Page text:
A Sweet Party

A local market favourite opens up a bricks and mortar selling a sweet treat – doughnuts.

Matthew Garrett of Moonshine Doughnuts has a guilty pleasure. Every Sunday, he gets a fritter from Safeway – it’s his favourite type of doughnut. However, he and partner, Simon Underwood, had never been able to introduce a fritter at Moonshine Doughnuts because the shelf life of a deep-fried doughnut is too short for their pop-up and farmer’s market-based business. Enter Doughnut Party, Garrett and Underwood’s new brick and mortar space in Holland Plaza.

Where at Moonshine, new and exciting flavours were frequently introduced, there were certain limitations and restrictions, but, at Doughnut Party, all bets are off. “We wanted to be able to play with every single ingredient, and that’s really something that I love to do,” says Garrett.

But bringing new techniques and ideas to the public meant thinking a little bit outside of the (cardboard) box, with an entirely new brand.”We knew that Moonshine Doughnuts had a huge following, but we wanted to create a different type of product, and we were scared that if we carried the name over people would have an expectation of what the product was going to be,” says Garrett.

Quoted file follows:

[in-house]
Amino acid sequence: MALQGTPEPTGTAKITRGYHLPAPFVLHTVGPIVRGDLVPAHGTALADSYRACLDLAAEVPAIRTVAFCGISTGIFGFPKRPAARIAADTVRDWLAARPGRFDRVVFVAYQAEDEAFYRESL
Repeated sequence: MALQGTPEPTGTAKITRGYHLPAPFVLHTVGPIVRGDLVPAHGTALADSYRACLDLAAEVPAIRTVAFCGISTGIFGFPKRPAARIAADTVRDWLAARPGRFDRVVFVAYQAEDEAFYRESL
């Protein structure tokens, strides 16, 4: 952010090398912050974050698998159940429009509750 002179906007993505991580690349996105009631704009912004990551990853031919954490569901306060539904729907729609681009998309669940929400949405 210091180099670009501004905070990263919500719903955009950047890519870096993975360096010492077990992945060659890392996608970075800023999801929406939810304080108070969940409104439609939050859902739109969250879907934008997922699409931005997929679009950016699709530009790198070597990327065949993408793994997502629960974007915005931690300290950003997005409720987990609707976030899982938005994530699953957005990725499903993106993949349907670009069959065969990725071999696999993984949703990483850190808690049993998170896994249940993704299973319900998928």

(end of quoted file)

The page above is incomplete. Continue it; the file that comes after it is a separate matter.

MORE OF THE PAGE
It’s easy to see why the expectations behind Moonshine Doughnuts are hard to shed. For years, it’s built a loyal following in Edmonton on the basis of its vegan, baked doughnuts. Garrett and Underwood even competed on Food Network’s Donut Showdown in 2014. But the launch of one doughnut company doesn’t mean the end of the other, according to Garrett. “They’re like sisters. They live in the same house, and have the same parents, and they like all the same things, but they just have different personalities.”

And, he’s finally able to pay tribute to his favourite type of doughnut. “That’s kind of our goal, to bring the biggest, fattest, most delicious fritter to Edmonton,” says Garrett. So far, the offerings have included a rhubarb cardamom fritter and a pineapple lemon fritter, but the menu is always changing and the possibilities are endless. “Edmonton is very hungry – pun intended – for something new and exciting,” says Garrett.

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